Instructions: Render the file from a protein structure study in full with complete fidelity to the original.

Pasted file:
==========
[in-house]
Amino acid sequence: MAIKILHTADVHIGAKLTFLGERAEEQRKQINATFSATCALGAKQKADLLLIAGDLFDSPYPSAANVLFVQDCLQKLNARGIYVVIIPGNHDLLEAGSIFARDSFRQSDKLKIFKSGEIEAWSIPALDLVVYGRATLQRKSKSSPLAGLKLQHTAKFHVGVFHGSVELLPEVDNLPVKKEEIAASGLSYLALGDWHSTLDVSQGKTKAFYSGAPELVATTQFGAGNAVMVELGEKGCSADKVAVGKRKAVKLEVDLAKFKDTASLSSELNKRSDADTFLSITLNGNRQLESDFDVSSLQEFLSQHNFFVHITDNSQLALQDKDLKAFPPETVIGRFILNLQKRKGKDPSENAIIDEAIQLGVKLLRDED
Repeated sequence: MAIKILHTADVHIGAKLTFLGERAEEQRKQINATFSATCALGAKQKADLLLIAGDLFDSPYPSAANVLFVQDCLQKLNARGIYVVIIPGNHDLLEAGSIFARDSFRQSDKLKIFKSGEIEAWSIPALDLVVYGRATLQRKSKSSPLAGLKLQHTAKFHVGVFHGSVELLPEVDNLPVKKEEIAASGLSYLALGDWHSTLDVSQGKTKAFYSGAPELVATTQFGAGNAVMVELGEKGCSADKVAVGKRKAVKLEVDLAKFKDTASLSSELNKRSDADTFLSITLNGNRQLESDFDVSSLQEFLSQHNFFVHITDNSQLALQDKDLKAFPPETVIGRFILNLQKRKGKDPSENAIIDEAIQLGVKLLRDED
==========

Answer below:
[in-house]
Amino acid sequence: MAIKILHTADVHIGAKLTFLGERAEEQRKQINATFSATCALGAKQKADLLLIAGDLFDSPYPSAANVLFVQDCLQKLNARGIYVVIIPGNHDLLEAGSIFARDSFRQSDKLKIFKSGEIEAWSIPALDLVVYGRATLQRKSKSSPLAGLKLQHTAKFHVGVFHGSVELLPEVDNLPVKKEEIAASGLSYLALGDWHSTLDVSQGKTKAFYSGAPELVATTQFGAGNAVMVELGEKGCSADKVAVGKRKAVKLEVDLAKFKDTASLSSELNKRSDADTFLSITLNGNRQLESDFDVSSLQEFLSQHNFFVHITDNSQLALQDKDLKAFPPETVIGRFILNLQKRKGKDPSENAIIDEAIQLGVKLLRDED
Repeated sequence: MAIKILHTADVHIGAKLTFLGERAEEQRKQINATFSATCALGAKQKADLLLIAGDLFDSPYPSAANVLFVQDCLQKLNARGIYVVIIPGNHDLLEAGSIFARDSFRQSDKLKIFKSGEIEAWSIPALDLVVYGRATLQRKSKSSPLAGLKLQHTAKFHVGVFHGSVELLPEVDNLPVKKEEIAASGLSYLALGDWHSTLDVSQGKTKAFYSGAPELVATTQFGAGNAVMVELGEKGCSADKVAVGKRKAVKLEVDLAKFKDTASLSSELNKRSDADTFLSITLNGNRQLESDFDVSSLQEFLSQHNFFVHITDNSQLALQDKDLKAFPPETVIGRFILNLQKRKGKDPSENAIIDEAIQLGVKLLRDED